The countries | cities with the best tram systems in the world

31 July 2020 5 min. read

Having assessed more than 30 tram systems across the globe, consulting firm Eurogroup Consulting has identified the best systems across large and mid-sized cities, while also highlighting the best historic tram systems across the world. Lyon, Dijon and Zurich emerge as leaders in each category respectively.

The 32 tram systems under the microscope were those for which information is the most accessible and reliable, with data drawn from the World Bank, baseline studies, field observations, and a number of interviews with tram industry leaders and urban transportation experts.

The authors – Eurogroup Consulting is a French consultancy – report that the use of trams as a means of public transport has undergone a revival of sorts since 2000, with nearly 200 cities developing new tram networks in the time. This includes redevelopment of historical lines, the revival of old and now unused tram channels, the strategic conversion of old railway lines into tram systems and the development of new tram systems altogether.

As a result, trams have become the efficient and sustainable solution to new age urban mobility. Eurogroup Consulting sought to understand how well some of these systems are serving their purpose, and used a combination of ten performance criteria for its evaluation.

Metrics include the potential of a tram corridor, which considers the service to urban centres and density of population along tram routes. Other criteria include the speed of the tram, timings, pricing, integration with other modes of transport, reliability & security, as well as the use of resources in deploying the tram network. The researchers also considered three factors that it labels ‘performance results’, which speak to the system’s economic viability, ridership numbers and dynamics against the broader transportation system.

At the same time, the performance across these key metrics depends on the context in which the tram system operates. To account for these variations, the firm divided tram systems up into three categories.

Large city tram systems

In large cities, for instance, tram systems are large and complex bodies of intervweaving routes, integrating with other modes of transport, connecting with the suburbs and often constituting the backbone of public transportation. According to the report, ridership in these systems can exceed 100,000 passengers each day.

Large city tram system rankings

Twelve of the tram systems studied fall under this category, with Lyon emerging as the leader. The tram system in Lyon, which was set up in 2001 and stretches across more than 60 kms in the city, received a score of 71 out of 100 averaged across all performance indicators.

According to Eurogroup Consulting, tram costs in Lyon are covered up to 60% by passenger revenues. In addition, tram services are reinforced during rush hour, which is a necessity given that three out of five tram lines in the city draw more than 100,000 passengers each day. Following Lyon closely are the tram systems in Paris with a score of 69 and Bordeaux with a score of 68, rounding up an all-French top three.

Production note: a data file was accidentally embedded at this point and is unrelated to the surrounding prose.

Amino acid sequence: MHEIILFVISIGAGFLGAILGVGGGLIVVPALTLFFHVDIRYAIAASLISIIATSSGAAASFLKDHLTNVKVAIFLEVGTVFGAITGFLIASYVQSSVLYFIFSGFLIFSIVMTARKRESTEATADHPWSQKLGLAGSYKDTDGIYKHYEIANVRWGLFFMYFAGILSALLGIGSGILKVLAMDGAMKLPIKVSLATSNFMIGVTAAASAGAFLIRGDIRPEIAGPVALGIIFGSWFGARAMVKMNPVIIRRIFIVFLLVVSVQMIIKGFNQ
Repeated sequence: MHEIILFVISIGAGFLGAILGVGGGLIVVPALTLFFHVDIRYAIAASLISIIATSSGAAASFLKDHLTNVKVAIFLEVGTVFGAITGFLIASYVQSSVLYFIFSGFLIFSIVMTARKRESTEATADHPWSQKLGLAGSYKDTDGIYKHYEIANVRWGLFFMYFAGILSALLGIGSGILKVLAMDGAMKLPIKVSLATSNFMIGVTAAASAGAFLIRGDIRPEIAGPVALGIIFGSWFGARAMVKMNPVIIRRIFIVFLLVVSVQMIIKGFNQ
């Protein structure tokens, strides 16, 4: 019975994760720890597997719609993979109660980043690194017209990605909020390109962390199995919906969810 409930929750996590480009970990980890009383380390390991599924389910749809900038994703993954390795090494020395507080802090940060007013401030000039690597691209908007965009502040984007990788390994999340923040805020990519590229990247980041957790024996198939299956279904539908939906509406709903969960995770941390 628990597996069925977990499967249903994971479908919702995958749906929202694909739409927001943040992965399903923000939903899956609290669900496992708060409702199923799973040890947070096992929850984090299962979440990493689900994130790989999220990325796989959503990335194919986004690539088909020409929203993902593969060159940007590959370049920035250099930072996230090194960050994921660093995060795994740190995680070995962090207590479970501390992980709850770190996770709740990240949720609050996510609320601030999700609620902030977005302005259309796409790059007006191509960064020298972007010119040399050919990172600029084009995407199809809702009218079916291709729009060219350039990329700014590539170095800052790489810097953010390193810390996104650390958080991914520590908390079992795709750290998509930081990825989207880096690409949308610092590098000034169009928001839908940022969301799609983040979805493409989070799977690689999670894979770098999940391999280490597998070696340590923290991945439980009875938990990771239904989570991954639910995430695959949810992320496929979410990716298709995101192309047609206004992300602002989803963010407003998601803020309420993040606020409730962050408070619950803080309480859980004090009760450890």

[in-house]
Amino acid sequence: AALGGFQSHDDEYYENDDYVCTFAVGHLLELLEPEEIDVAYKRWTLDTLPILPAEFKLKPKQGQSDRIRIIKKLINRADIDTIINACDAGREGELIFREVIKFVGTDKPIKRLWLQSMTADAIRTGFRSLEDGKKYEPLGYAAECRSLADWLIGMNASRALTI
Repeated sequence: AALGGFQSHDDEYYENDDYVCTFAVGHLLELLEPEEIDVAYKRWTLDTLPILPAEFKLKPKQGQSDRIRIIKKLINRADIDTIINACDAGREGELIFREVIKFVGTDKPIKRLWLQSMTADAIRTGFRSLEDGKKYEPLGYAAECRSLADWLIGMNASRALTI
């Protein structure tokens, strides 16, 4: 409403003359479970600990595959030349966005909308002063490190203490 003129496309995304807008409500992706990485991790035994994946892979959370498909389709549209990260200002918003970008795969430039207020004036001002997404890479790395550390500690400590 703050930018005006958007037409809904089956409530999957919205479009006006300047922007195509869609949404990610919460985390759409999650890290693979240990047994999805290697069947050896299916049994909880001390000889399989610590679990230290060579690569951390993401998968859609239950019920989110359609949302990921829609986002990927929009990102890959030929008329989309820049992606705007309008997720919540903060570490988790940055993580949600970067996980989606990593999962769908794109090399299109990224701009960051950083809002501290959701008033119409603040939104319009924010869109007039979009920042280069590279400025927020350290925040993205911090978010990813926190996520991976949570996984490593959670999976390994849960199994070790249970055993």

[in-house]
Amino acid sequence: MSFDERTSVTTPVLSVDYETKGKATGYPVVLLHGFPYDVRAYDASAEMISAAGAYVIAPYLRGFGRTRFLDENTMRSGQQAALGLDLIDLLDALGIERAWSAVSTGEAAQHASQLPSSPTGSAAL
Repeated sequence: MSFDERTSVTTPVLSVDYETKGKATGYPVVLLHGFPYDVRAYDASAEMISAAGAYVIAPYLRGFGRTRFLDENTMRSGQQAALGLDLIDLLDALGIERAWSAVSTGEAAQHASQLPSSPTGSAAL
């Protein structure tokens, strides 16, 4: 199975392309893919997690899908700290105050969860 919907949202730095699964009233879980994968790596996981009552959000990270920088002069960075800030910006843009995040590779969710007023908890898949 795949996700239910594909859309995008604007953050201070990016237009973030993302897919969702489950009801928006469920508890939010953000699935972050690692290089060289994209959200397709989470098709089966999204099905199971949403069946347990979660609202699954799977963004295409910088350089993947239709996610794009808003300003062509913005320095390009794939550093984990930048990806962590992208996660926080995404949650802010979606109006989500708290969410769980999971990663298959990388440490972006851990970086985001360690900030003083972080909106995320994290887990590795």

Other cities studied under this category include Strasbourg, Manchester, Grenoble, Nantes, Barcelona and Dublin.

Mid-sized city tram systems

Mid-sized cities – classified as cities with 250,000 to 500,000 residents – are often home to a couple of tram lines at most, which act as connectors to a larger bus or train network. In some mid-sized cities, the tram network is simply a feeder system to larger nearby urban centres.

Mid-sized city tram system rankings

Once again, twelve mid-sized city tram networks were surveyed by Eurogroup Consulting, and Dijon in France emerged as the leader with a score of 66. The network was opened relatively recently in 2012, which is reflected in its merits. Dijon’s tram system is disabled friendly and accepts contactless payments.

Following closely are Tours in France and Bergen in Norway, with scores of 61 and 58 respectively. Other cities in the category include Stockholm, Gold Coast, Nottingham, Croydon, Sheffield, Sydney and Dubai.

Historic tram systems

The last category is historic tram systems – networks which have been operating and reinventing themselves for well over a century now. “These networks face more challenges in maintaining and modernising their rolling stock (often made up of several generations of vehicles) and their infrastructure,” explained the report.

Historic tram systems rankings

Eight tram systems fall under this category, namely Berlin, Brussels, Helsinki, Melbourne, Oslo, Toronto, Vienna and Zürich. Leading the way and still going strong is Zurich’s tram system, established in 1894, with a score of 66. The city’s tram system is the epicenter of its public transportation network, while frequent services make it a reliable option for the city centre. Following closely are Vienna (established in 1897) with a score of 60, and Brussels (established in 1894) with a score of 56.

These historical tram systems are distinct parts of the urban landscape, and often add to the character of a city, according to the experts. Meanwhile, new tram systems have a range of advantages. “Trams enhance the urban landscape and modernise neighbourhoods by transforming public space. Trams contribute to neighbourhood cohesion and reassure investors by illustrating an area's investment appeal. Trams can also reflect the image and identity of the city,” explained the firm.